Now that’s a reasonably niche example. If you put it a wider context – ie Males aged 18-39 there would a thousand sites. It’s an issue and a real one.

On top of this how do you value placements where a lot of the intangible elements of the value equation are based on old legacies predominantly on the reputation of ‘traditional’ media placements … even if the digital version doesn’t display many of the same elements of quality.

And what is the client or agency buying from the supplier? Is it adspace – a la buying a 30 second TV spot – or are they buying a connection with a consumer?

The two are so different. Yes ‘connection with a consumer’ is pretty fluffy but that’s really what the advertising/communications industry sells and we’re all cogs in that machine.

So – does digital need less supply? Is that an answer? Is the huge amount of choice a negative for the commercial well being of the Internet?

And another question – how many sites that have display media on them should? ie – how many places that accept banners etc are actually good places to plant commercial messages?

Personally I don’t really know. But the questions I think need to be asked and I’m curious to see what peoples thoughts are on the matter.

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4 responses to “The real value of an ad

  1. Good read Ben,

    Agencies I deal with always find it hard to justify CPM rates…especially because they are in $US dollars.

    I guess it goes back to – Which site offers the best value to its users through the content they provide?

  2. Couple of musings here – related and not so related.:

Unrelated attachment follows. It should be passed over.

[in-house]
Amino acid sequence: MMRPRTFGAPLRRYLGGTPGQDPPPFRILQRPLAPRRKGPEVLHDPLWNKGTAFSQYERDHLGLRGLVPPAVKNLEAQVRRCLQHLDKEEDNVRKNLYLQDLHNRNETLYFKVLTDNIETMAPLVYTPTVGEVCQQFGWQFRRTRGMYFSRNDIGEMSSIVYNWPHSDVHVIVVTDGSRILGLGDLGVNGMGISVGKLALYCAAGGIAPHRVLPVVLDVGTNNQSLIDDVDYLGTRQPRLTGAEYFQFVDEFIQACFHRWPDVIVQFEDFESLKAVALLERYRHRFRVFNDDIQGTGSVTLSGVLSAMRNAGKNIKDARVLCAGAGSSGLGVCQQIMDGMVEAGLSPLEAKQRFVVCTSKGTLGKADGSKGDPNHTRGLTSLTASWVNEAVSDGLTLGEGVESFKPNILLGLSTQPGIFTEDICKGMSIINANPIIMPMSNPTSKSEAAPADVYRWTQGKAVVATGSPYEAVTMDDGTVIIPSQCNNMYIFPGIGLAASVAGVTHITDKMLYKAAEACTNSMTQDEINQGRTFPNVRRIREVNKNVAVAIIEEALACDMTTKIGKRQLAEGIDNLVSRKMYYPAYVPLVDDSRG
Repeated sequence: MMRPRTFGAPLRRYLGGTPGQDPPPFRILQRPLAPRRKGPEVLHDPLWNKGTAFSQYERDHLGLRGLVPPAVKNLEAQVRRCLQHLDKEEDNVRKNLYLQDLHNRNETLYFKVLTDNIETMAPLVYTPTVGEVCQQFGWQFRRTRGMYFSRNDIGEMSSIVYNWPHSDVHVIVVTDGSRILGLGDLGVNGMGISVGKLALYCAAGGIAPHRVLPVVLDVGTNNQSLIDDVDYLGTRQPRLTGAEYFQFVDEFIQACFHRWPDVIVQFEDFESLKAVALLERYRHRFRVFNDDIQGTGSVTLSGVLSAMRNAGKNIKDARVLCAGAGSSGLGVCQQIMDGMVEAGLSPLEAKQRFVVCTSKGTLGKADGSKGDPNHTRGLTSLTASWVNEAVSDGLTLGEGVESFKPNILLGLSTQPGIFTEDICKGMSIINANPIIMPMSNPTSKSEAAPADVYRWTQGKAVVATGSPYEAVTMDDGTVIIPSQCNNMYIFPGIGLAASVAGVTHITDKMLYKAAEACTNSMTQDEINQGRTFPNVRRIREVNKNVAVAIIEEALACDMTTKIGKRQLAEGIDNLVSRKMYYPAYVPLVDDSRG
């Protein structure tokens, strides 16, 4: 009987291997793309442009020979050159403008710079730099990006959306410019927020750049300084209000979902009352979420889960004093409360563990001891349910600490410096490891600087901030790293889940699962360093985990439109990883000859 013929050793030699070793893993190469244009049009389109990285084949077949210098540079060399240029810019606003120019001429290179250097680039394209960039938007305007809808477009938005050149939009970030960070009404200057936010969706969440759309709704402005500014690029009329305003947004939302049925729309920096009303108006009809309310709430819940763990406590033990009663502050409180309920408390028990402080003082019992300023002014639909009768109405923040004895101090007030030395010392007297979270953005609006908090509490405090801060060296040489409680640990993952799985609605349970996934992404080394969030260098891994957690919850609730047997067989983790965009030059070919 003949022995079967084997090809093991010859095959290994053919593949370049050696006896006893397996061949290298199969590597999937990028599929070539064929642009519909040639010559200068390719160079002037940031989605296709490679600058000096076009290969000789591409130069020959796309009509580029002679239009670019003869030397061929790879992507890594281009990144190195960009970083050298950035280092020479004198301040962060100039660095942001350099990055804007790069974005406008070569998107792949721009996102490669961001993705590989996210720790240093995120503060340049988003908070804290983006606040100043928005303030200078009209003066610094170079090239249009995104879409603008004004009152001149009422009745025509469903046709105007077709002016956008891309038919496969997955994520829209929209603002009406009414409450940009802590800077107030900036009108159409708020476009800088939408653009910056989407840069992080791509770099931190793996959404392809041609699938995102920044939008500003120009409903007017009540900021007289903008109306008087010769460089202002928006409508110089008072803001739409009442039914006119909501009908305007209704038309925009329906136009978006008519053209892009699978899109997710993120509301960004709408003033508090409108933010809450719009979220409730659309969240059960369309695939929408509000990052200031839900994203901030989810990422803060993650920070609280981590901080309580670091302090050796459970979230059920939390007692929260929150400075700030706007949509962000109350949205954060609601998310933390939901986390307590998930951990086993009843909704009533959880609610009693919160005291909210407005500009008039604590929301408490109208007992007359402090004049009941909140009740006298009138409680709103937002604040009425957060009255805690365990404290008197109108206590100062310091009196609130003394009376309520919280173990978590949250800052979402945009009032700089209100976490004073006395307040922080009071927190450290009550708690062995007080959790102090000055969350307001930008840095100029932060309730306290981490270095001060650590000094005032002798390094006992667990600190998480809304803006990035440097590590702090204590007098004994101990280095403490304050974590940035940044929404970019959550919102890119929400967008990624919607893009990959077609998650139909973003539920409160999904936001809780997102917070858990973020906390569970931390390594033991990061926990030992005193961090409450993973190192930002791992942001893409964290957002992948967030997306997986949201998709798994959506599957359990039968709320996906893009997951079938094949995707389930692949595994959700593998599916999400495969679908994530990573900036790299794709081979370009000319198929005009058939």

Firstly, love the “what if free to air” question – want to take it one step further…

    Back in the day when trying to convince clients to shift budget off to online (not so hard today!) if a client said to me ‘we are not running online, as the resulting Cost Per Click’ is too high’ – I would ask them if $200,000 per click was too high.

    They would look at me strangely, obviously. Until, I told them that if I owned the ONLY tv in the UK, that could CLICK on their TV advert – I would click just once. No-one else would (could) click.

    $200,000 divided into 1 click = $200,000 effective CPC.

    Now – does that mean, that because no-one else clicks, the BRAND/AWARENESS result of that advert is in any way diminished? Would they stop spending money on TV, because they only had the ‘one’ click?

    Always got me more test budget and the theory holds true today – there is still the resulting brand effect.

    Next, re placement choice: The company I currently work for (AdGent 007) looks after geo-targeted sales for NASDAQ, LA Times Telegraph, Independent, Guardian etc.. so, very topical for me.

    What I have learnt over the years is that brand has several effects on a schedule when in front of a client: a)The client recognizes a key brand, so more likely to sign off on one they understand, even if the indexes for their target are less than an unknown publisher brand. (Next article Ben – where do agencies draw the line on using a brand and allocation, just to get sign off as they know the client reads that publisher?).
    b) The PARENT brand of a site, effects perception of a placement. EG: ninemsn Money versus Economist. Hand on heart, if you put the brand of Economist, next to NineMSN money – which seems to have the higher stature in a consumer’s mind?. WE know that the local up to date content and journalism on NineMSN is more useful to Australian’s than The Economist content. However, NineMSN stretches it’s brand out across messenger, personals, reality TV etc.. (think Virgin Cola) . The brand halo of the Economist stretches out across – just The Economist and Finance and helps to support stature of the brand placed within it, because it is “The Economist”. Are you paying more for that perhaps?

    So – you can attach cost justification to the brand itself. This is why Time.com is more expensive that Bloomberg.

    Finally- Share Of Voice/frequency. Chances are, a regular reader of the Economist, will see more of your advert than they would on NineMSN Money, with the same amount of budget. Simply as there are fewer users, competitive advertisers and impressions. Thus, giving you ownership and ‘association stature’ with that brand.

    So much more to dig into here! Keep up these provoking thoughts. Love it.

  3. / agree with some of what Chris mentioned.

    It’s the association with the Economist brand that justifies the spend.